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Sun Mar 16, 2014, 09:09 AM

The United States Government Chose to Ignore the Existence of their Women Pilots of World War 2 for

http://www.opednews.com/articles/The-United-States-Governme-by-Diane-Bryan-Military-Women_Old-Pilots_Soldiers-Women_Women-140316-132.html



DesMoines, IA Register, September 24, 1942

The United States Government Chose to Ignore the Existence of their Women Pilots of World War 2 for 65 Years
By Diane Bryan
Life Arts 3/16/2014 at 05:04:21

When the United States entered World War II on December 7, 1941, our men went off to fight in Europe and the South Pacific. Meanwhile, women from every walk of life mobilized to take over jobs that before Pearl Harbor had been reserved for men only. World War II was everybody's war. Women worked in factories and defense plants, for the Red Cross, the USO--anything to contribute to the war effort. Many of these women would have gone into combat, but in 1941 a woman's place was in the home, or at least on the home front.

As the war accelerated we began to lose many of our men overseas. The flying schools couldn't train enough pilots. As our best pilots headed for Europe, there was a severe need for someone to do the flying at home. In late 1942, with the support of President Roosevelt, the Army Air Forces started a women pilots program under the authority of Commanding General Henry "Hap" Arnold. More than 25,000 women, ages 18 to 34, applied to become pilots. All across the country thousands of small town girls were ready to do what was unthinkable before World War II--say "no" to the marriage proposals of high school sweethearts, and instead choose the romance of the wild blue yonder. The war gave them a chance to change the world. 1,830 were accepted for training and 1,074 actually earned their wings.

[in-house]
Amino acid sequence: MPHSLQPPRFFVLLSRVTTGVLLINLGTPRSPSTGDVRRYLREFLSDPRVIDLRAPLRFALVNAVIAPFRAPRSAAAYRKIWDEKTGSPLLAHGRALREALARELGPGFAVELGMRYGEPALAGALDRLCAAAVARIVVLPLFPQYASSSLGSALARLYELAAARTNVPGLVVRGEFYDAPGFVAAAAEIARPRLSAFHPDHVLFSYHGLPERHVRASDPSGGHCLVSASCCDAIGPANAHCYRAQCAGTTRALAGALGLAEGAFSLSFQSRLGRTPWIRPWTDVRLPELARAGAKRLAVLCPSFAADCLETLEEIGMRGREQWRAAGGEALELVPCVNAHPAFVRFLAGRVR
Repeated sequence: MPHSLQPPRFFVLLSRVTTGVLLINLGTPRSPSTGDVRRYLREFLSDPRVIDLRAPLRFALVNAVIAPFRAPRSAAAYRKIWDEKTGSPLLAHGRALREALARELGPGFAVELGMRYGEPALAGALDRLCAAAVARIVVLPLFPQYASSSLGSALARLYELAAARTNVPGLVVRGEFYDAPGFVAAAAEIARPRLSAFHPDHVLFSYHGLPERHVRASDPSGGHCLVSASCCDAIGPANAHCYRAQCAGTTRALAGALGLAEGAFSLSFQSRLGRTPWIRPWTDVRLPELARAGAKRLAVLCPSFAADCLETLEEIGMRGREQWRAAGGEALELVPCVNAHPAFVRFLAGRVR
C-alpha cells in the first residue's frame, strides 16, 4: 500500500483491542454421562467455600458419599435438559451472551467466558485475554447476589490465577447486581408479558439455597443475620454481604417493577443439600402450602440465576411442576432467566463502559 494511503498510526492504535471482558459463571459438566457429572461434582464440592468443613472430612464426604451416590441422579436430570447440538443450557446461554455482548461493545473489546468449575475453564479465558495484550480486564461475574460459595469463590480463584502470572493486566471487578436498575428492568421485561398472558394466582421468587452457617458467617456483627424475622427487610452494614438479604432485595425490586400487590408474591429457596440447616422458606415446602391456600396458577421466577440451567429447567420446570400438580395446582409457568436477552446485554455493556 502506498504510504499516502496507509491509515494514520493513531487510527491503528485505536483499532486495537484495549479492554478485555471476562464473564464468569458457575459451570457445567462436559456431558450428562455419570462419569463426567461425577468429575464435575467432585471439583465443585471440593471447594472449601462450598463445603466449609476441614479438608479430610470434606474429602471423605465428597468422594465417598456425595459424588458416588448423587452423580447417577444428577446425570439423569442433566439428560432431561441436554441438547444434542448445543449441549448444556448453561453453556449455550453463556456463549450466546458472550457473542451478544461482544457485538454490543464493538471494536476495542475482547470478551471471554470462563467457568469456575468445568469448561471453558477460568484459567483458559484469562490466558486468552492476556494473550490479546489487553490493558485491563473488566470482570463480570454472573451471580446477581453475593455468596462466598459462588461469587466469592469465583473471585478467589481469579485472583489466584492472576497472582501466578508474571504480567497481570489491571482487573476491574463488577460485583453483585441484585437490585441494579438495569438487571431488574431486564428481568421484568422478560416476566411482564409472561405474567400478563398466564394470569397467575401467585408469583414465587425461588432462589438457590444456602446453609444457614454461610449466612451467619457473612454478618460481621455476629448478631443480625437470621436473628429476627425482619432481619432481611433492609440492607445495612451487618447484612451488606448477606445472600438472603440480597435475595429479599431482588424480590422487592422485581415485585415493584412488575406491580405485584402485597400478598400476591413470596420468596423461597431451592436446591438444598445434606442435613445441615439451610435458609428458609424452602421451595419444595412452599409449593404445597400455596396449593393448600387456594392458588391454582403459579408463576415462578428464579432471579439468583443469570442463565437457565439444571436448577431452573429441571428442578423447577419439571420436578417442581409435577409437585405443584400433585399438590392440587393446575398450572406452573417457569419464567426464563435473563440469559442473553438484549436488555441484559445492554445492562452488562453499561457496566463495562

The pilots came from diverse backgrounds. They were from big cities and small towns. Some were rich, some were poor. Some were beautiful, and some were plain. Most were single, but several were married, and a few had children at home.

The first women in the program were 25 highly experienced pilots who became known as the Women's Auxiliary Ferrying Squadron--the WAFS. They served with the Air Transport Command. Soon a training program was established for women with less flying experience--The Women's Flying Training Detachment--and the famous aviatrix, Jacqueline Cochran, the first woman to fly a bomber across the Atlantic Ocean, was installed as director.

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Reply The United States Government Chose to Ignore the Existence of their Women Pilots of World War 2 for (Original post)
unhappycamper Mar 2014 OP
Scuba Mar 2014 #1
A Little Weird Mar 2014 #2
Lady Freedom Returns Mar 2014 #3

Response to unhappycamper (Original post)

Sun Mar 16, 2014, 11:42 AM

1. My mother didn't fly, but she did join the Army in 1944. She and my father met and were ...

 

... married at Pampa Army Air Field, Texas. He was a pilot.

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Response to unhappycamper (Original post)

Sun Mar 16, 2014, 10:50 PM

2. Shameful treatment

From the article:
Thirty-eight WASP died in the line of duty. While male pilots got military honors and their families received veteran's benefits, there were no purple hearts for deceased WASP, and no veteran's benefits for their surviving dependents. Since they had no casualty insurance, their families had to pay to have their bodies sent home and buried. Often the WASP would raise money for the burial of a fellow pilot. Family and friends were warned by the Army Air Forces that they could not put flags or gold stars on the graves of WASP who had lost their lives while serving their country. These women were not veterans.



Thanks for posting this article. I had heard of the WASP program but didn't know much about it.

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Response to unhappycamper (Original post)

Mon Mar 17, 2014, 04:38 PM

3. K and R!

This is something that everyone needs to read!

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